Tour of Britain (from 2004)Edit
After a five-year hiatus, the Tour of Britain returned in 2004. It began as a five-stage race before increasing to an eight-stage race in 2008. Like the preceding PruTour, it is a professional men's race, attracting UCI World Tour teams, although it has also attracted semi-professional teams and the amateur Great Britain national team.
The 2004 Tour of Britain was the first edition of the latest version of the Tour of Britain. It took place over five days in early September 2004, organised by the Tour of Britain/ SweetSpot in collaboration with the BCF (British Cycling Federation), and was the first Tour of Britain to be held since 1999. The Founder Director and the Event Director of the latest version was Tony Doyle MBE and the Eve Sponsored by the Regional Development Agencies, it attracted teams such as T-Mobile and U.S. Postal Service. It was designated a 2.3 category race on the Union Cycliste Internationale (UCI) calendar.
The tour climaxed with a 45 miles (72 km) criterium in London, where an estimated 100,000 spectators saw a long break by Bradley Wiggins last until the penultimate lap, before Enrico Degano of Team Barloworld took the sprint on the line. The Colombian Mauricio Ardila, of Chocolade Jacques, won the General Classification.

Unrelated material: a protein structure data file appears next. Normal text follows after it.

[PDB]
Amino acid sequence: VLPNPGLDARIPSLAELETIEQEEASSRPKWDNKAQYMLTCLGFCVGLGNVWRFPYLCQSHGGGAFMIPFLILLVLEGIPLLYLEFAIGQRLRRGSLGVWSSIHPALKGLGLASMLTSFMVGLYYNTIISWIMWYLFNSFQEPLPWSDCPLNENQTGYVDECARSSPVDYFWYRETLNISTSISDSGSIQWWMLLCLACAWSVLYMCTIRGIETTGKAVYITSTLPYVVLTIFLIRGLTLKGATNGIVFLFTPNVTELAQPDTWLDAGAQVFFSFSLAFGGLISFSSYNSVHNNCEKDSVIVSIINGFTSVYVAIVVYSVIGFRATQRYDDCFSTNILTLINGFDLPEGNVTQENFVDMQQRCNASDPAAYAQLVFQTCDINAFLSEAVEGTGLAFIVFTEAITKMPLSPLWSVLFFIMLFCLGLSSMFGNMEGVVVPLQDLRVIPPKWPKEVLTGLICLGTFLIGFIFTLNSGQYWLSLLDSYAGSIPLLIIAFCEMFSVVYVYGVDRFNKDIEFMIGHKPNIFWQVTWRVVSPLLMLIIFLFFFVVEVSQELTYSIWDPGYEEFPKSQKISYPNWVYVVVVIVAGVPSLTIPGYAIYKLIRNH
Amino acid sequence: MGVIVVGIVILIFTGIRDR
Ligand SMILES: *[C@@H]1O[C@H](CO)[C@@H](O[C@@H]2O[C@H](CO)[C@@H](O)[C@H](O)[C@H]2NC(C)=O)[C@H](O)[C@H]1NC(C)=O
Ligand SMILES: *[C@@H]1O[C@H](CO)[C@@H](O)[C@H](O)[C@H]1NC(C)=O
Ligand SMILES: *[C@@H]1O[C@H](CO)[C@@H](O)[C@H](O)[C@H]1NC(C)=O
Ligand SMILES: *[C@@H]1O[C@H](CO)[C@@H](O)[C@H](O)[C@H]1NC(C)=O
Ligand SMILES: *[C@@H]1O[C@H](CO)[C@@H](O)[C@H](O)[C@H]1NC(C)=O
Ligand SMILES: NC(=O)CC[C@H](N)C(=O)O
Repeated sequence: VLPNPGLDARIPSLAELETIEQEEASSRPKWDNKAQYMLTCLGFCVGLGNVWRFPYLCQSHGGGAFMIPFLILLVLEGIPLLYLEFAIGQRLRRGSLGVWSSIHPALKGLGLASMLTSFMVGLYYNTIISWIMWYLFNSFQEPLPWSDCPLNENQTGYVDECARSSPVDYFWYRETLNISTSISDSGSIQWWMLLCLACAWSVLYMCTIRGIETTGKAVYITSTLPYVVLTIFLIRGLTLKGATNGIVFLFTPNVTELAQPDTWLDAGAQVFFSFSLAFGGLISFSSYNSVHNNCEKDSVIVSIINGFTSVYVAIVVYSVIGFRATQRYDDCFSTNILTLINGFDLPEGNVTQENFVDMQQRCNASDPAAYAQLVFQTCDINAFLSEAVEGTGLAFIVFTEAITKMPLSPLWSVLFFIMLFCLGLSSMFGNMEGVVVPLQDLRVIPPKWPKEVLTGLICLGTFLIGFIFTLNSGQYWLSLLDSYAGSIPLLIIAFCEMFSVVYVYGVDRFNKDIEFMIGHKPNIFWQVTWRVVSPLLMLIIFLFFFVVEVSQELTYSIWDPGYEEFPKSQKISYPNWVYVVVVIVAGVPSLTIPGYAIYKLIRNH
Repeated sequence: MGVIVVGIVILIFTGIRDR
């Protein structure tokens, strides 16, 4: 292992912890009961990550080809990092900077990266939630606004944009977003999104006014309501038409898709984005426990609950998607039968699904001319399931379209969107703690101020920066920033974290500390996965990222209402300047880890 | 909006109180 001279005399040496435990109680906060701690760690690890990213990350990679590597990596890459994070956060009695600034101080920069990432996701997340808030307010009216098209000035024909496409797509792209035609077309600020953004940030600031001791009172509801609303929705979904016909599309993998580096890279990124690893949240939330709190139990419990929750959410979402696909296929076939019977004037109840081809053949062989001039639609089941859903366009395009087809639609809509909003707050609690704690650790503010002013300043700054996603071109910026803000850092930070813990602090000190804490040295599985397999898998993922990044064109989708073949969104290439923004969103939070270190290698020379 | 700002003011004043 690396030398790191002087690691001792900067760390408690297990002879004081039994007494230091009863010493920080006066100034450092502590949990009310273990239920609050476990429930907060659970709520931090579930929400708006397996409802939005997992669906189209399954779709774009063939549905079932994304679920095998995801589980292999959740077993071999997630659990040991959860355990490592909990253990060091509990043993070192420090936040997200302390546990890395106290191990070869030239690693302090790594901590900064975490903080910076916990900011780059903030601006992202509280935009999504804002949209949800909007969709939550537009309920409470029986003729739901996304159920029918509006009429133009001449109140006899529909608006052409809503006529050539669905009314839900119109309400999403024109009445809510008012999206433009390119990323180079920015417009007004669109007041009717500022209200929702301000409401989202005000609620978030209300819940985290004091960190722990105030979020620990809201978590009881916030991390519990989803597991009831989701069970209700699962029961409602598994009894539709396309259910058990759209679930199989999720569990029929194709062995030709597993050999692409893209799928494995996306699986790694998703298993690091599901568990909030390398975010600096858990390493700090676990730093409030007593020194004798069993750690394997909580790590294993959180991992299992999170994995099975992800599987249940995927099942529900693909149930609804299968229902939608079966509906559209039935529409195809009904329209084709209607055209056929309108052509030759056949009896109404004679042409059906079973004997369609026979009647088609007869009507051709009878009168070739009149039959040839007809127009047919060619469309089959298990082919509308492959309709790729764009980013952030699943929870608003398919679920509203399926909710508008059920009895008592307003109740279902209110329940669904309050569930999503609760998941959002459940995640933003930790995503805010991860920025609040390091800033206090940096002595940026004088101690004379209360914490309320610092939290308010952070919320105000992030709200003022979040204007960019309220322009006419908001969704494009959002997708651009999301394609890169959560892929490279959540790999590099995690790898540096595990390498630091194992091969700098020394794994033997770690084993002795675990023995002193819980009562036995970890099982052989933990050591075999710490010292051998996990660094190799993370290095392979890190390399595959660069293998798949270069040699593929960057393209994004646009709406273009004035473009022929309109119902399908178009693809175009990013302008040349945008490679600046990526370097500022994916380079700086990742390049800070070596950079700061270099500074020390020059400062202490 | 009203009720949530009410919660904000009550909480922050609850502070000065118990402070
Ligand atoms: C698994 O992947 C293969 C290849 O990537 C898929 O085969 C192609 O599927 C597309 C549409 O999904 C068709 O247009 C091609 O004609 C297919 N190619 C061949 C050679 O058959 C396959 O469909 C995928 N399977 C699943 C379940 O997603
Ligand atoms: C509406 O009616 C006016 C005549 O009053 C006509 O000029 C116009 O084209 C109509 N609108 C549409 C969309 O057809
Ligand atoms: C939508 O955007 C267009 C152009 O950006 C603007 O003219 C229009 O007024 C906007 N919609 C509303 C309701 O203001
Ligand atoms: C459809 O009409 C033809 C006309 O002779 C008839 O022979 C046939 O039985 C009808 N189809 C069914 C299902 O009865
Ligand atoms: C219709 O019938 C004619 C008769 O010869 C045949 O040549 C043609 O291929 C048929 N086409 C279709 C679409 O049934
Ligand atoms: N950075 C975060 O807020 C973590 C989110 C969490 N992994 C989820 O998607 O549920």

The 2006 Tour of Britain took place from 29 August to 3 September as a UCI category 2.1 event. Martin Pedersen and Andy Schleck of Team CSC won the overall and King of the Mountains classification, respectively. Mark Cavendish (T-Mobile Team) won the points classification and Johan van Summeren (Davitamon-Lotto) the sprints classification.
The 2007 Tour of Britain was extended to seven days, with the extra day being used to run a stage in Somerset for the first time.Instead of finishing in London, the 2007 race started in London and finished in Glasgow, which used the event to boost its bid to host the 2014 Commonwealth Games. French rider Romain Feillu won overall, Mark Cavendish won the points competition and Ben Swift won the mountains competition.
The sixth edition, the 2009 Tour of Britain, was also raced over eight days, 12–19 September. The race started in Scunthorpe and finished in London. The Prostate Cancer Charity became the official charity partner of the Tour.